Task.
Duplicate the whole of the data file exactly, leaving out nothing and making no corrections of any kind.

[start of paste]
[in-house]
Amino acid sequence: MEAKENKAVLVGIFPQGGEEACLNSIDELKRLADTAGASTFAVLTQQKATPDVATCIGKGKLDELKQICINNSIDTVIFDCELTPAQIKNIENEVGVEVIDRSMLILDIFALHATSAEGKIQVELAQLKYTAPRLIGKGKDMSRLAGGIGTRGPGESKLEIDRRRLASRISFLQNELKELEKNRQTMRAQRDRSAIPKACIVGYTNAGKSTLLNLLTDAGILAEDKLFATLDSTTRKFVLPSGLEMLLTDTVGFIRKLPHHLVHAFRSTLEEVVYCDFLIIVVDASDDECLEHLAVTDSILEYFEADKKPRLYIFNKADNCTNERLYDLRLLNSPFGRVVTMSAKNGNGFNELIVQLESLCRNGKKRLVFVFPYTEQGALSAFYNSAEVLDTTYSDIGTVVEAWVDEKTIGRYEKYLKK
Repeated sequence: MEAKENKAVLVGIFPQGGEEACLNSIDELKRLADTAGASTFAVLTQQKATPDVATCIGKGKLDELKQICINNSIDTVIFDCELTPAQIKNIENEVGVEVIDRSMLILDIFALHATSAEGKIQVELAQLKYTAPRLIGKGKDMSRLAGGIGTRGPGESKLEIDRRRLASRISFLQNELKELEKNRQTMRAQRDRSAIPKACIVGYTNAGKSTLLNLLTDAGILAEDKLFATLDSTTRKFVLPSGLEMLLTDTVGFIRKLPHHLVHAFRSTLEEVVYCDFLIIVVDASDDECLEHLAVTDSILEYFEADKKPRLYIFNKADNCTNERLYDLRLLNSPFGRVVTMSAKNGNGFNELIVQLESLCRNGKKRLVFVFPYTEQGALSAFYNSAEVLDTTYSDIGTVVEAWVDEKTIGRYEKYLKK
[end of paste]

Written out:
[in-house]
Amino acid sequence: MEAKENKAVLVGIFPQGGEEACLNSIDELKRLADTAGASTFAVLTQQKATPDVATCIGKGKLDELKQICINNSIDTVIFDCELTPAQIKNIENEVGVEVIDRSMLILDIFALHATSAEGKIQVELAQLKYTAPRLIGKGKDMSRLAGGIGTRGPGESKLEIDRRRLASRISFLQNELKELEKNRQTMRAQRDRSAIPKACIVGYTNAGKSTLLNLLTDAGILAEDKLFATLDSTTRKFVLPSGLEMLLTDTVGFIRKLPHHLVHAFRSTLEEVVYCDFLIIVVDASDDECLEHLAVTDSILEYFEADKKPRLYIFNKADNCTNERLYDLRLLNSPFGRVVTMSAKNGNGFNELIVQLESLCRNGKKRLVFVFPYTEQGALSAFYNSAEVLDTTYSDIGTVVEAWVDEKTIGRYEKYLKK
Repeated sequence: MEAKENKAVLVGIFPQGGEEACLNSIDELKRLADTAGASTFAVLTQQKATPDVATCIGKGKLDELKQICINNSIDTVIFDCELTPAQIKNIENEVGVEVIDRSMLILDIFALHATSAEGKIQVELAQLKYTAPRLIGKGKDMSRLAGGIGTRGPGESKLEIDRRRLASRISFLQNELKELEKNRQTMRAQRDRSAIPKACIVGYTNAGKSTLLNLLTDAGILAEDKLFATLDSTTRKFVLPSGLEMLLTDTVGFIRKLPHHLVHAFRSTLEEVVYCDFLIIVVDASDDECLEHLAVTDSILEYFEADKKPRLYIFNKADNCTNERLYDLRLLNSPFGRVVTMSAKNGNGFNELIVQLESLCRNGKKRLVFVFPYTEQGALSAFYNSAEVLDTTYSDIGTVVEAWVDEKTIGRYEKYLKK